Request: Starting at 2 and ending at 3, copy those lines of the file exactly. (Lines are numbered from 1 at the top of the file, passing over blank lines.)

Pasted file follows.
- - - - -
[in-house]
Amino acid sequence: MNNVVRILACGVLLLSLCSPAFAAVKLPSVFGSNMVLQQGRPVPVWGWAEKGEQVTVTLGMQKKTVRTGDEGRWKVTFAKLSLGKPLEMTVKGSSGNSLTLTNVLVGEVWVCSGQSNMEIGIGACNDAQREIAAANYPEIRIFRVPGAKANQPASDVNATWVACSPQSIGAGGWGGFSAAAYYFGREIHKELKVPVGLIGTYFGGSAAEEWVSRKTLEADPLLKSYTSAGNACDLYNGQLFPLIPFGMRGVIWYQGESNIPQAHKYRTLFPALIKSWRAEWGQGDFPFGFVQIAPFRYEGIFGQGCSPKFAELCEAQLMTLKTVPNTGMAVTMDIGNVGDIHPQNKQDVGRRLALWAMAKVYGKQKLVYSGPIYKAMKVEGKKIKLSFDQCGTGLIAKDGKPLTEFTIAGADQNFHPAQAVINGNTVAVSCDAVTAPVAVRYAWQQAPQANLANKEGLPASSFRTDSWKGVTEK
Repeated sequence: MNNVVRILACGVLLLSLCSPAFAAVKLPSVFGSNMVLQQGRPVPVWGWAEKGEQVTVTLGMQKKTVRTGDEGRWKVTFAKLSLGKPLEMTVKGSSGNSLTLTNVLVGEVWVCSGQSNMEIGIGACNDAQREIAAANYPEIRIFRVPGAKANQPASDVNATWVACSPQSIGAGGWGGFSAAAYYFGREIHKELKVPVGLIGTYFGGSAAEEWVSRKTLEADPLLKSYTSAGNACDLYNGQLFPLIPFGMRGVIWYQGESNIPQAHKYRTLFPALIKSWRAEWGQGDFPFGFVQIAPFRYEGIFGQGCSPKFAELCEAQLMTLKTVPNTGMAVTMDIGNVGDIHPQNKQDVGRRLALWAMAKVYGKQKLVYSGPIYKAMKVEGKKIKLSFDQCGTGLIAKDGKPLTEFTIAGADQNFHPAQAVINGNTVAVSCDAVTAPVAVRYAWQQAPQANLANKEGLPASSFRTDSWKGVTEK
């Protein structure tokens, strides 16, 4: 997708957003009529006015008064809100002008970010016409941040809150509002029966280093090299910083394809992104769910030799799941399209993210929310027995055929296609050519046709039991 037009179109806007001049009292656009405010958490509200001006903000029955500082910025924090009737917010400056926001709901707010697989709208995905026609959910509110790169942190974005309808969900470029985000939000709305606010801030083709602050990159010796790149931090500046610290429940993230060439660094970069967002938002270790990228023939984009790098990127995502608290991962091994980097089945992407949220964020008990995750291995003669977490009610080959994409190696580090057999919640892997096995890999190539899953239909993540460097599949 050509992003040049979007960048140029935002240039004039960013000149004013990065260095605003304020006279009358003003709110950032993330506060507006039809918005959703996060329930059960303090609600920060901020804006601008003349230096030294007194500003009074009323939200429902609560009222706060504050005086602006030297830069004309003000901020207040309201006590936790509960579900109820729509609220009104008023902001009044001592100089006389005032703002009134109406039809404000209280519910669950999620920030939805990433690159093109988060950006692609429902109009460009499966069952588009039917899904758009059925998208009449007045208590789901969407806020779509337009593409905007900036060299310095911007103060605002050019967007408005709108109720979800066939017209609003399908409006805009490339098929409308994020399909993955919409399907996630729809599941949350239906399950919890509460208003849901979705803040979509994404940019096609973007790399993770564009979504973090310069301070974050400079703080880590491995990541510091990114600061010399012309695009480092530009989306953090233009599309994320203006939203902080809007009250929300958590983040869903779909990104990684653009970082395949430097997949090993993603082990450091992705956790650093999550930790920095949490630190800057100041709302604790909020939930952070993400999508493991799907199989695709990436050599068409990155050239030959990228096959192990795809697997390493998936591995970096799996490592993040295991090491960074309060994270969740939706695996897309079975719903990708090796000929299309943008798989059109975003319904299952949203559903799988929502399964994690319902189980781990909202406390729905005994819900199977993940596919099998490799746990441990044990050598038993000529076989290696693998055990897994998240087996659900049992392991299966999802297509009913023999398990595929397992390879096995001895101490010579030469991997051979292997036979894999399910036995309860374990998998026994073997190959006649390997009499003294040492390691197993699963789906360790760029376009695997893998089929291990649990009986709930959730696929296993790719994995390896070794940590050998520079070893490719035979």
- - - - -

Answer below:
Amino acid sequence: MNNVVRILACGVLLLSLCSPAFAAVKLPSVFGSNMVLQQGRPVPVWGWAEKGEQVTVTLGMQKKTVRTGDEGRWKVTFAKLSLGKPLEMTVKGSSGNSLTLTNVLVGEVWVCSGQSNMEIGIGACNDAQREIAAANYPEIRIFRVPGAKANQPASDVNATWVACSPQSIGAGGWGGFSAAAYYFGREIHKELKVPVGLIGTYFGGSAAEEWVSRKTLEADPLLKSYTSAGNACDLYNGQLFPLIPFGMRGVIWYQGESNIPQAHKYRTLFPALIKSWRAEWGQGDFPFGFVQIAPFRYEGIFGQGCSPKFAELCEAQLMTLKTVPNTGMAVTMDIGNVGDIHPQNKQDVGRRLALWAMAKVYGKQKLVYSGPIYKAMKVEGKKIKLSFDQCGTGLIAKDGKPLTEFTIAGADQNFHPAQAVINGNTVAVSCDAVTAPVAVRYAWQQAPQANLANKEGLPASSFRTDSWKGVTEK
Repeated sequence: MNNVVRILACGVLLLSLCSPAFAAVKLPSVFGSNMVLQQGRPVPVWGWAEKGEQVTVTLGMQKKTVRTGDEGRWKVTFAKLSLGKPLEMTVKGSSGNSLTLTNVLVGEVWVCSGQSNMEIGIGACNDAQREIAAANYPEIRIFRVPGAKANQPASDVNATWVACSPQSIGAGGWGGFSAAAYYFGREIHKELKVPVGLIGTYFGGSAAEEWVSRKTLEADPLLKSYTSAGNACDLYNGQLFPLIPFGMRGVIWYQGESNIPQAHKYRTLFPALIKSWRAEWGQGDFPFGFVQIAPFRYEGIFGQGCSPKFAELCEAQLMTLKTVPNTGMAVTMDIGNVGDIHPQNKQDVGRRLALWAMAKVYGKQKLVYSGPIYKAMKVEGKKIKLSFDQCGTGLIAKDGKPLTEFTIAGADQNFHPAQAVINGNTVAVSCDAVTAPVAVRYAWQQAPQANLANKEGLPASSFRTDSWKGVTEK